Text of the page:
Licensed to wed.

Hiiiiive … I’m back! Did you miss me? (Don’t answer that.) I hope you all had fabulous holidays! I survived my first Christmas with the in-laws, rang in the New Year with my family, got a ton of wedding-related stuff done, and after traveling up and down the East Coast, I am finally home just in time for a blizzard. I need a vacation from my vacation.

Anyway, maybe this is the product of our long engagement, but the wedding has always seemed like this abstract concept that would never actually come to pass. Stallion and I got engaged in 2012, and when we booked our date, 2014 was so far away that it just didn’t seem real to me. I still remember telling people that I would be getting married, “a year from April,” and then finally, I was able to tell them, “next April,” and now? It’s right around the corner.


I’m so excited, I’m so excited, I’m so … SCARED! (via GIF-A-Day)

So while Stallion and I were in New Jersey after Christmas, we knocked one big thing off our to-do list: we applied for our marriage license!

Here’s a fun fact for you. According to the Cape May City Clerk, Cape May is the second most popular destination wedding location in the United States (Vegas, obviously, is first). I spent about four seconds Googling “most popular destination weddings USA” and didn’t find any support for this, so I don’t actually know if it’s true or not, but it seems pretty cool. Besides, if you put something on the Internet, it automatically makes it true, right?

Anyway, this is what we needed to apply for our marriage license. Listen up, New Jersey bees!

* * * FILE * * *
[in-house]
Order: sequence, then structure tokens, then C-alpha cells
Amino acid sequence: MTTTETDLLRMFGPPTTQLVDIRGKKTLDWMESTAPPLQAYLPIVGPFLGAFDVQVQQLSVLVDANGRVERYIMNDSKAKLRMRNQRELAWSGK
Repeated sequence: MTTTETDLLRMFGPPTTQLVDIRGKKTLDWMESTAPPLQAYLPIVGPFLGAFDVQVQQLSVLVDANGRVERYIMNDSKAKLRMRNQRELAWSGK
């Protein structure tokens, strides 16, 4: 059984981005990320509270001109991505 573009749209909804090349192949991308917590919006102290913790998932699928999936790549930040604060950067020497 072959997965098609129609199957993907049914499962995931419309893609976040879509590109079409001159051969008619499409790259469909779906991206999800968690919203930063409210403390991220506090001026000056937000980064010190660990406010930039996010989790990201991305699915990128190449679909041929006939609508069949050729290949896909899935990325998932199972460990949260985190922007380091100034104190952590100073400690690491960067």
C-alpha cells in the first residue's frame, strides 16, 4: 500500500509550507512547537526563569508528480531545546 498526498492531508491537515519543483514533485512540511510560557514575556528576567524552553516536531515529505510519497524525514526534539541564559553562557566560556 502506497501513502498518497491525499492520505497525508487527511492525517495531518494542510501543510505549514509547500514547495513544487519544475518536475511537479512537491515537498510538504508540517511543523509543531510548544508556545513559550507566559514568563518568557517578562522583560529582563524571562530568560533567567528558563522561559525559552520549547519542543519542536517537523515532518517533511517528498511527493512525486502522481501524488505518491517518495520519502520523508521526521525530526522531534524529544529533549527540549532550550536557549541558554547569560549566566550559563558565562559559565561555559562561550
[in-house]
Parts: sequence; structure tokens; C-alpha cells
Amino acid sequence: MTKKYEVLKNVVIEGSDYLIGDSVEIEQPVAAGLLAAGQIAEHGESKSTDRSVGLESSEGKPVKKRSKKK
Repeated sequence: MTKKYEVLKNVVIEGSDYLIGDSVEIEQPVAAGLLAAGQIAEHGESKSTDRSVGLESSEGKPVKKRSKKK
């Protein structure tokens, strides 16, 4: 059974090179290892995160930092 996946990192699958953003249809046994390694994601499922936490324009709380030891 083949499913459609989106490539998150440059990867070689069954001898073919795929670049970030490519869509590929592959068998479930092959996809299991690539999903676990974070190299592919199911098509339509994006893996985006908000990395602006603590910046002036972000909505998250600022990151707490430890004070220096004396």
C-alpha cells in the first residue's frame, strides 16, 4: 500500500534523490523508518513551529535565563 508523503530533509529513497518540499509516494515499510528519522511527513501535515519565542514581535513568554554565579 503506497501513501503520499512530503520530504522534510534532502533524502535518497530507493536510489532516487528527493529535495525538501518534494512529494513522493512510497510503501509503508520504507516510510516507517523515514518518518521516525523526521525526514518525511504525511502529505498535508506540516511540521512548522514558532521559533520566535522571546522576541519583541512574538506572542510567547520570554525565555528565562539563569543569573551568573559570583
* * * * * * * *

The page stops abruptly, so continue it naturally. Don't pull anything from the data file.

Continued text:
• Because Stallion and I are not New Jersey residents, we were required to apply for our license in the town where the wedding is taking place. If one or both of you is a resident of the state, you can apply in the town where either of you live.
  • Our birth certificates OR passports. Stallion couldn’t get his hands on his birth certificate in time, so he was able to use his passport, no problem.
  • Proof of address. Our Massachusetts driver’s licenses did the trick.
  • Social security numbers. We had our cards just in case the clerk wanted to validate the numbers herself, but it wasn’t necessary.
  • $28. And in case you were wondering (because I was), I didn’t have to bring exact change. These are the things I worry about, you guys.
  • A witness. Since Mama Filly was the only person showered and dressed at the time we went to apply, she was by default our witness.
  • An appointment. Seriously. This will vary from town to town, but do your homework! I went to Cape May’s City Hall website to look up the documentation they required for marriage licenses, and I only noticed the appointment part by accident. And it’s a good thing I saw it; otherwise, Stallion and I would have needed to make another trip to New Jersey. Which, although lovely, would have presented a minor logistical headache.

So the City Clerk filled out our application, we signed off on it, and after a three-day waiting period, our license will be ready for us! Not that we’ll be ready to pick it up – in the Garden State, you can apply for your marriage license up to six months prior to your wedding date. So once our license is issued, City Hall will hold onto it until we pick it up the day before the wedding.


Thumbs up for our successful application! Also, Stallion just got glasses for the first time; everybody tell him how chic and intellectual he looks. (personal photo)

I was really nervous about this. Something about bureaucracy gives me agita; you should see me any time I have to go to the DMV. I checked and re-checked our documentation, I reviewed the appointment confirmation email about a million times, and I even freaked out because the ATM we stopped at on our way to City Hall gave me two $20s and I didn’t have time to break one of them to get exact change before our appointment. But in the end, it was a painless process, and now we’ve got the most important thing we’ll need for the wedding: the piece of paper enabling us to actually get married.

When did you apply for your marriage license? Word on the street is that New Jersey has some of the strictest marriage license requirements in the country: true or false? Was Santa good to you guys this year? Talk to me; I missed you all!


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